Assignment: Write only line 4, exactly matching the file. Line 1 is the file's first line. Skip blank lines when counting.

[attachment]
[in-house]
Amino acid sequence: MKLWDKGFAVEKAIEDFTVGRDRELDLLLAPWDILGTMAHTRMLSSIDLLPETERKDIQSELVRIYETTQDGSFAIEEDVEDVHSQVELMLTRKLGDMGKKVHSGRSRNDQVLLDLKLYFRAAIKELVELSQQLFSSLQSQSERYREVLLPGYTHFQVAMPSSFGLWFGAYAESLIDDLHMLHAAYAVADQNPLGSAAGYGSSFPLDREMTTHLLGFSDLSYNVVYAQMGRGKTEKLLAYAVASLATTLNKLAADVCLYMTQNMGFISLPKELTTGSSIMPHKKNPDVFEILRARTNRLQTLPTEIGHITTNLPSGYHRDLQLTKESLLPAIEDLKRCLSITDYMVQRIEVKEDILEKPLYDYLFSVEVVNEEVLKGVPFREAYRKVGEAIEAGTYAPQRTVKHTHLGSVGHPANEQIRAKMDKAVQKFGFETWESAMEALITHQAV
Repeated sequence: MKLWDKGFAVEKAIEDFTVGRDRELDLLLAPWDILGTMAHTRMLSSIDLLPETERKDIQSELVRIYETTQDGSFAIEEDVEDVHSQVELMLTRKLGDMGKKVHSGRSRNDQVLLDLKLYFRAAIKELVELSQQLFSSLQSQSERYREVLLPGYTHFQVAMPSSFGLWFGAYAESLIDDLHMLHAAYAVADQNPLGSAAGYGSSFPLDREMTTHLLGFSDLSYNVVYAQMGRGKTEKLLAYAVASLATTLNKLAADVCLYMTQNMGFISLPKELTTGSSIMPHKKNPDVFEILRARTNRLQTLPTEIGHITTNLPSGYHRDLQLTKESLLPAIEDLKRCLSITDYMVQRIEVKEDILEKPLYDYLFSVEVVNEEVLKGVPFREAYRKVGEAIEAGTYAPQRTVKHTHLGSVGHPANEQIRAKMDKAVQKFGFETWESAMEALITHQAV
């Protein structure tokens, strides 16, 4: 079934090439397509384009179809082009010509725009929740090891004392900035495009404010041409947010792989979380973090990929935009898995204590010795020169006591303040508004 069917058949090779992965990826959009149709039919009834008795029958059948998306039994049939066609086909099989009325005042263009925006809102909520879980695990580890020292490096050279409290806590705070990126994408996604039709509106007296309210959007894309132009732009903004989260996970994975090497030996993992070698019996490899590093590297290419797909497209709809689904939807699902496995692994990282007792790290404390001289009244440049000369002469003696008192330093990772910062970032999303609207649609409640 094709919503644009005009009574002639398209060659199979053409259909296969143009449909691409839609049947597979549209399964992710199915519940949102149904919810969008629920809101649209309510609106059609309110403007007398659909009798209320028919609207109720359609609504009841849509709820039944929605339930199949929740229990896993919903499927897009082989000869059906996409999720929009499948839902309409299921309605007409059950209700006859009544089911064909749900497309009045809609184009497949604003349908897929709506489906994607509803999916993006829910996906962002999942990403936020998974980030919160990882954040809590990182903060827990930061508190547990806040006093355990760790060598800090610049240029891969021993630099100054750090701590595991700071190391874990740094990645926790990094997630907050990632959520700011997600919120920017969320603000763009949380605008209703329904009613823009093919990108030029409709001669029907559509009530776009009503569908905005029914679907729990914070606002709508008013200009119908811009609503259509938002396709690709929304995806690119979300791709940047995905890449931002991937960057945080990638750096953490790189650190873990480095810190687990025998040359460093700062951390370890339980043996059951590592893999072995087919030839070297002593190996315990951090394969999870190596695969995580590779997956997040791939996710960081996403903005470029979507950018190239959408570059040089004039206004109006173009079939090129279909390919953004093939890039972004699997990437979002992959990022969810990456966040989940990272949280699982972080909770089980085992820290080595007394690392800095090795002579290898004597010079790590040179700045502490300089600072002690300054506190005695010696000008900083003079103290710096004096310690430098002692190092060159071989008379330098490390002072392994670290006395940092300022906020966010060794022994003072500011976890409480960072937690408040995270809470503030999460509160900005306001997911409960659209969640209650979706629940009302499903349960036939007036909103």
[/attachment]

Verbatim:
């Protein structure tokens, strides 16, 4: 079934090439397509384009179809082009010509725009929740090891004392900035495009404010041409947010792989979380973090990929935009898995204590010795020169006591303040508004 069917058949090779992965990826959009149709039919009834008795029958059948998306039994049939066609086909099989009325005042263009925006809102909520879980695990580890020292490096050279409290806590705070990126994408996604039709509106007296309210959007894309132009732009903004989260996970994975090497030996993992070698019996490899590093590297290419797909497209709809689904939807699902496995692994990282007792790290404390001289009244440049000369002469003696008192330093990772910062970032999303609207649609409640 094709919503644009005009009574002639398209060659199979053409259909296969143009449909691409839609049947597979549209399964992710199915519940949102149904919810969008629920809101649209309510609106059609309110403007007398659909009798209320028919609207109720359609609504009841849509709820039944929605339930199949929740229990896993919903499927897009082989000869059906996409999720929009499948839902309409299921309605007409059950209700006859009544089911064909749900497309009045809609184009497949604003349908897929709506489906994607509803999916993006829910996906962002999942990403936020998974980030919160990882954040809590990182903060827990930061508190547990806040006093355990760790060598800090610049240029891969021993630099100054750090701590595991700071190391874990740094990645926790990094997630907050990632959520700011997600919120920017969320603000763009949380605008209703329904009613823009093919990108030029409709001669029907559509009530776009009503569908905005029914679907729990914070606002709508008013200009119908811009609503259509938002396709690709929304995806690119979300791709940047995905890449931002991937960057945080990638750096953490790189650190873990480095810190687990025998040359460093700062951390370890339980043996059951590592893999072995087919030839070297002593190996315990951090394969999870190596695969995580590779997956997040791939996710960081996403903005470029979507950018190239959408570059040089004039206004109006173009079939090129279909390919953004093939890039972004699997990437979002992959990022969810990456966040989940990272949280699982972080909770089980085992820290080595007394690392800095090795002579290898004597010079790590040179700045502490300089600072002690300054506190005695010696000008900083003079103290710096004096310690430098002692190092060159071989008379330098490390002072392994670290006395940092300022906020966010060794022994003072500011976890409480960072937690408040995270809470503030999460509160900005306001997911409960659209969640209650979706629940009302499903349960036939007036909103």